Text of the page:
BY MARK LEMSTRA | Published JUNE 19, 2014 by THE STARPHOENIX
Teachers’ working conditions are students’ learning conditions.
Teachers are stressed out today. On the one hand, they have a government that recently has unilaterally imposed multiple changes on their working conditions. The latest contract offer was rejected not only because it included insufficient remuneration, but because all other components essential to working and learning conditions would be negotiated at a later date.
On the other hand, teachers are represented by a federation that is having problems communicating the incredible challenges that face learning environments.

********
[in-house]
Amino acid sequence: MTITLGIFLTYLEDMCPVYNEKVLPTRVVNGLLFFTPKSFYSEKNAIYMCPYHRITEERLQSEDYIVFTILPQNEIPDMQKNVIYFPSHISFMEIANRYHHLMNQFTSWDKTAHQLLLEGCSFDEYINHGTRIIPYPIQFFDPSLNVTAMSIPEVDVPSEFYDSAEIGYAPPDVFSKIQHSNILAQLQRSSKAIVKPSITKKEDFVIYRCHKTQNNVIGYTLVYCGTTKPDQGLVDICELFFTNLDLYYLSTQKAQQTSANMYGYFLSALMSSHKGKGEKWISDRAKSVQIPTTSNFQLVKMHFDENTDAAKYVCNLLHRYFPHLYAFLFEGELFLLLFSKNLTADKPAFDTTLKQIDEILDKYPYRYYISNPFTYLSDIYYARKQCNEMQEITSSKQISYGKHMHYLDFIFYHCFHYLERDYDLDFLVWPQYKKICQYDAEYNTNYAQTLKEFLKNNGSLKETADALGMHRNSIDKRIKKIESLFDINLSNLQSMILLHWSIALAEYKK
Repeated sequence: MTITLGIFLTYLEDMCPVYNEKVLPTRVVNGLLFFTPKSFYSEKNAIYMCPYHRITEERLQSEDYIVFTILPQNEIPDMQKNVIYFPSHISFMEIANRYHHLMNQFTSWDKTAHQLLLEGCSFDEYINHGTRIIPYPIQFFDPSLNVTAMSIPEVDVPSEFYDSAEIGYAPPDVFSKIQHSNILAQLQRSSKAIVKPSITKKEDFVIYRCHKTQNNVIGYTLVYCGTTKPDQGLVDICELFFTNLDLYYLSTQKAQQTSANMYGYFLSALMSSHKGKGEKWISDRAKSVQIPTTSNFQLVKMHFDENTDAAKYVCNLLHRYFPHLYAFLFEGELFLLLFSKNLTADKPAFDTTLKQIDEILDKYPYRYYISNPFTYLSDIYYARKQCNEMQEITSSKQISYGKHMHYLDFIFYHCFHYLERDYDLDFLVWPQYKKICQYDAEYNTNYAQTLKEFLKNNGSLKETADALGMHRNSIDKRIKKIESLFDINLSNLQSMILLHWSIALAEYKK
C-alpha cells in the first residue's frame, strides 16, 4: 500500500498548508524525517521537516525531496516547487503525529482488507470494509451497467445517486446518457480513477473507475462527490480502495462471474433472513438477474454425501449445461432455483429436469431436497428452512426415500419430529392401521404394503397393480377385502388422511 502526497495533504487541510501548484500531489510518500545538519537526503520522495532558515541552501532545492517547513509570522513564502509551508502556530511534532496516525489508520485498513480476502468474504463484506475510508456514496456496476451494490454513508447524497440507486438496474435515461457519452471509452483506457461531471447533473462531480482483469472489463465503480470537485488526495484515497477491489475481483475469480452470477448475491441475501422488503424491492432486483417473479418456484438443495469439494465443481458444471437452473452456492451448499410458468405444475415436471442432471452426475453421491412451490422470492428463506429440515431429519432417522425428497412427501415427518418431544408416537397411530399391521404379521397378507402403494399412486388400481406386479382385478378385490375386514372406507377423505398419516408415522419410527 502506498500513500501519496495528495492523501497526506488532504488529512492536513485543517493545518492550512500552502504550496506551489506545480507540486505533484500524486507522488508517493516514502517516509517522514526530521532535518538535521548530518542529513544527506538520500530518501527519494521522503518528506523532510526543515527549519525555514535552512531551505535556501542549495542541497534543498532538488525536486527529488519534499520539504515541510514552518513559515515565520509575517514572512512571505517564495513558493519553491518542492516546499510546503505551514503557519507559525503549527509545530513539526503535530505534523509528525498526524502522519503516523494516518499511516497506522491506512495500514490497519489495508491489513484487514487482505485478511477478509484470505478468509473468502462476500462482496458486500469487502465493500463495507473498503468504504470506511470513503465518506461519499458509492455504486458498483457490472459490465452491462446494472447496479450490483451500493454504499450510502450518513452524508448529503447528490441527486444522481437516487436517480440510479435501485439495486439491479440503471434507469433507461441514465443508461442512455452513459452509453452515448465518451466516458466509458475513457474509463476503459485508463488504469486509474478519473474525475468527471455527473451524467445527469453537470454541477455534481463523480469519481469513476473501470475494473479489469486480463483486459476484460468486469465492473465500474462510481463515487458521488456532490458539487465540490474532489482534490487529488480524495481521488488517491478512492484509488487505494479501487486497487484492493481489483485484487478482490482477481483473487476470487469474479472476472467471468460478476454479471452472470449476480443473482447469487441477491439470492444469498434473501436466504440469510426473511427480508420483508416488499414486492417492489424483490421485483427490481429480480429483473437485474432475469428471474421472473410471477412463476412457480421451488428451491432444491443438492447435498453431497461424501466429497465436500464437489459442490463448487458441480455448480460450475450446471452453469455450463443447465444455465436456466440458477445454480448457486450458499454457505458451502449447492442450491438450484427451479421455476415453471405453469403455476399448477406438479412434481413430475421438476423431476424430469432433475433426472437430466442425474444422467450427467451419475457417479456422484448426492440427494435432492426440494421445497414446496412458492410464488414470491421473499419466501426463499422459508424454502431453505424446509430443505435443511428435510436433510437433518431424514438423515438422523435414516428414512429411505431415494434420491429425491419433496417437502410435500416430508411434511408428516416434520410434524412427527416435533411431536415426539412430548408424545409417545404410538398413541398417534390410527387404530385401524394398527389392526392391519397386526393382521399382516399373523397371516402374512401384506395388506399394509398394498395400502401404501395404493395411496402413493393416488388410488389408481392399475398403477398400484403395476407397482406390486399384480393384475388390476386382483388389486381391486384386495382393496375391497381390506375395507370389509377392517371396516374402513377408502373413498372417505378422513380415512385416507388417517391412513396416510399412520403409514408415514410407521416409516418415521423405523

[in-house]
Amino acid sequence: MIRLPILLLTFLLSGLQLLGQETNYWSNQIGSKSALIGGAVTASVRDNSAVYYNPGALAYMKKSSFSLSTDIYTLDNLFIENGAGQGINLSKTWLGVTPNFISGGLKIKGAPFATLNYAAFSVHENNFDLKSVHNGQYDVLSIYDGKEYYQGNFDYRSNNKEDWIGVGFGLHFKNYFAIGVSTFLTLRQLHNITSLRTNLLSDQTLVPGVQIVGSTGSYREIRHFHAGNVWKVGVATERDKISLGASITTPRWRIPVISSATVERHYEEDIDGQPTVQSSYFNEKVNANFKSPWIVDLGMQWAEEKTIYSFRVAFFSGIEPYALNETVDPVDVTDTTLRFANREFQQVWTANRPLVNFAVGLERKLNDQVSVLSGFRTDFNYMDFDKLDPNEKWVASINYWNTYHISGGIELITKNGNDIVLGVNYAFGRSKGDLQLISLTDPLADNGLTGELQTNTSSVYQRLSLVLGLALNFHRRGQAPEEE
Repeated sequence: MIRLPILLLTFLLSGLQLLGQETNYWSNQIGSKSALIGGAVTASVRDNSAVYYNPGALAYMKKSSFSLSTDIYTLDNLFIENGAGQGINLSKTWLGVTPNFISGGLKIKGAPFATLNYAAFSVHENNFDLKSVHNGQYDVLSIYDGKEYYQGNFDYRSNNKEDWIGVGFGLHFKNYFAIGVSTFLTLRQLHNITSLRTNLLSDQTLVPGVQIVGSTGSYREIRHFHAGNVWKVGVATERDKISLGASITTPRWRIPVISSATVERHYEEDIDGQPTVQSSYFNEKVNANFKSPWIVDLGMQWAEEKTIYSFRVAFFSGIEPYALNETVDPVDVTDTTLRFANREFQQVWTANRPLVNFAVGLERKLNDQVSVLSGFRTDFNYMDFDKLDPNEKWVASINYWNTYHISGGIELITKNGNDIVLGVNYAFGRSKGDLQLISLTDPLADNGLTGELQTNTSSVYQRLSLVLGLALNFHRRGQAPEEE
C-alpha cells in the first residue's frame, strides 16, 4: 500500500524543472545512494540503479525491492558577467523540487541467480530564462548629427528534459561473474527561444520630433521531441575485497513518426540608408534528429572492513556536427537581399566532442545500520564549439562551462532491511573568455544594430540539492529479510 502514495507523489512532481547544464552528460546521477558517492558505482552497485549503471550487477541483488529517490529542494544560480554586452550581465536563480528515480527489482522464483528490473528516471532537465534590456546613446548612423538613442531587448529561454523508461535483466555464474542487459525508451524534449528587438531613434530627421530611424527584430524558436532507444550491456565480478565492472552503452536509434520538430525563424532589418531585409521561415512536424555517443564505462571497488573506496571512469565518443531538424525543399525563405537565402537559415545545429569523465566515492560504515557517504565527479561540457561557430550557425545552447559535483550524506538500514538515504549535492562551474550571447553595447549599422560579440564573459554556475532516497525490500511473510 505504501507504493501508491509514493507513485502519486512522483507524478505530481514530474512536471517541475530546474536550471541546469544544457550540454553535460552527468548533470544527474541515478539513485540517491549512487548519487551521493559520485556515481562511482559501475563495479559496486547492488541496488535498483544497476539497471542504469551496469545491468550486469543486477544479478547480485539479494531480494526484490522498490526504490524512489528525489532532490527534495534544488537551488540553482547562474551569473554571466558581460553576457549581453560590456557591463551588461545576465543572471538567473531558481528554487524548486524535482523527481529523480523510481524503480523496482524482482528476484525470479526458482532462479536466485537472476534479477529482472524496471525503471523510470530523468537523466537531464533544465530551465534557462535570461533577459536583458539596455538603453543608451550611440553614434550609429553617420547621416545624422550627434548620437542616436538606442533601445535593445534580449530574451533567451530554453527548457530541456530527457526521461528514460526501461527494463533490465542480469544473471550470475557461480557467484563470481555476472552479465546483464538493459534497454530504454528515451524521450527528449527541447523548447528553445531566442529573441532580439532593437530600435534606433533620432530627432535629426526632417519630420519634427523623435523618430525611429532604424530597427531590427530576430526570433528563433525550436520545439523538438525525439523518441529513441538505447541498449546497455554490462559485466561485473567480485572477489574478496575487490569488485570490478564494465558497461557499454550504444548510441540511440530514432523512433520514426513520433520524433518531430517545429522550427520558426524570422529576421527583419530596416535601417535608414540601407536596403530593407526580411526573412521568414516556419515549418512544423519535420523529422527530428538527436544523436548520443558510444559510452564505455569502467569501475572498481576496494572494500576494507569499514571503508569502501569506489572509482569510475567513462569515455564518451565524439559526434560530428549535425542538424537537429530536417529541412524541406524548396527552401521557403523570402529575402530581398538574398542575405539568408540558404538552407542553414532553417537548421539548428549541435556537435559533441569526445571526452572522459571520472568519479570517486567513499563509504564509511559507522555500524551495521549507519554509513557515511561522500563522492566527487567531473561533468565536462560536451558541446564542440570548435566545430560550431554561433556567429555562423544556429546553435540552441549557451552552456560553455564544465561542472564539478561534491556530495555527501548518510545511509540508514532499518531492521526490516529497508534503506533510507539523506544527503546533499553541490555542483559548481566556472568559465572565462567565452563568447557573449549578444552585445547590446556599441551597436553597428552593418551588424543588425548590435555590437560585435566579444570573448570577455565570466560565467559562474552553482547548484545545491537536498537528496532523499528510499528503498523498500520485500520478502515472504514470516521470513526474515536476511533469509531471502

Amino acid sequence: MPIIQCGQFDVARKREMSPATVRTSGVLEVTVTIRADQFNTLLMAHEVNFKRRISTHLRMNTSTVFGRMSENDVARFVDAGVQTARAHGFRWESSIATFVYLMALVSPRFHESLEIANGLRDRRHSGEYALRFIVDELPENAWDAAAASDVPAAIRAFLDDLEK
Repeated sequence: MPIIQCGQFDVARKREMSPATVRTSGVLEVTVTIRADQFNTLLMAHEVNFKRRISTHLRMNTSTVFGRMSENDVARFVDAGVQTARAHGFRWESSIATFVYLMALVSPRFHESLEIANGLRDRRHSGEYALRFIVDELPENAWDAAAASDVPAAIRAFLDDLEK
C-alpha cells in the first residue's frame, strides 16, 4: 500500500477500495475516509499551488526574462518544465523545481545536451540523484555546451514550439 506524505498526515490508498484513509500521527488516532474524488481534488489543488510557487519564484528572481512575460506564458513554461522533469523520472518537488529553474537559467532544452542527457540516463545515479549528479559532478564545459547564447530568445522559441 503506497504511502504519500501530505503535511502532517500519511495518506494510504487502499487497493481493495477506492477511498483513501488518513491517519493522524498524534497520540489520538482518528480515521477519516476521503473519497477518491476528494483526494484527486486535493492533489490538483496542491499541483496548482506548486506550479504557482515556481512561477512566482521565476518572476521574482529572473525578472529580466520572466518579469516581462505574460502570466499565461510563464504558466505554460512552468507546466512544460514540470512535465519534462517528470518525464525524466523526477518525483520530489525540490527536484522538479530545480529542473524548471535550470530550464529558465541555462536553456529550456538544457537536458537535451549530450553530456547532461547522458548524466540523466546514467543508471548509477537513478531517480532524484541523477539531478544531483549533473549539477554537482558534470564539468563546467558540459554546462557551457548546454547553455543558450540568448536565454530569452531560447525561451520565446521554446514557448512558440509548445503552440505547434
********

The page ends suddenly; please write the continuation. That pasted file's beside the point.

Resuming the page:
Some of the unilateral decisions by government include reducing the number of educational assistants, attempting to introduce standardized testing with no evidence to support it, and making top-down changes to curriculum by ministry officials who are too far removed from the classroom. In the media, however, the main discussion point is wages. Teachers’ recently refused a four-year offer with a 7.3 per cent increase, but this needs more explanation.
Their previous contract was for 985 hours of total assigned time for teaching as well as other duties such as preparation and staff development. Last year, the government unilaterally mandated a minimum 950 hour instruction time. Assuming teachers only worked this minimum, that would leave just 35 hours a year for all other duties.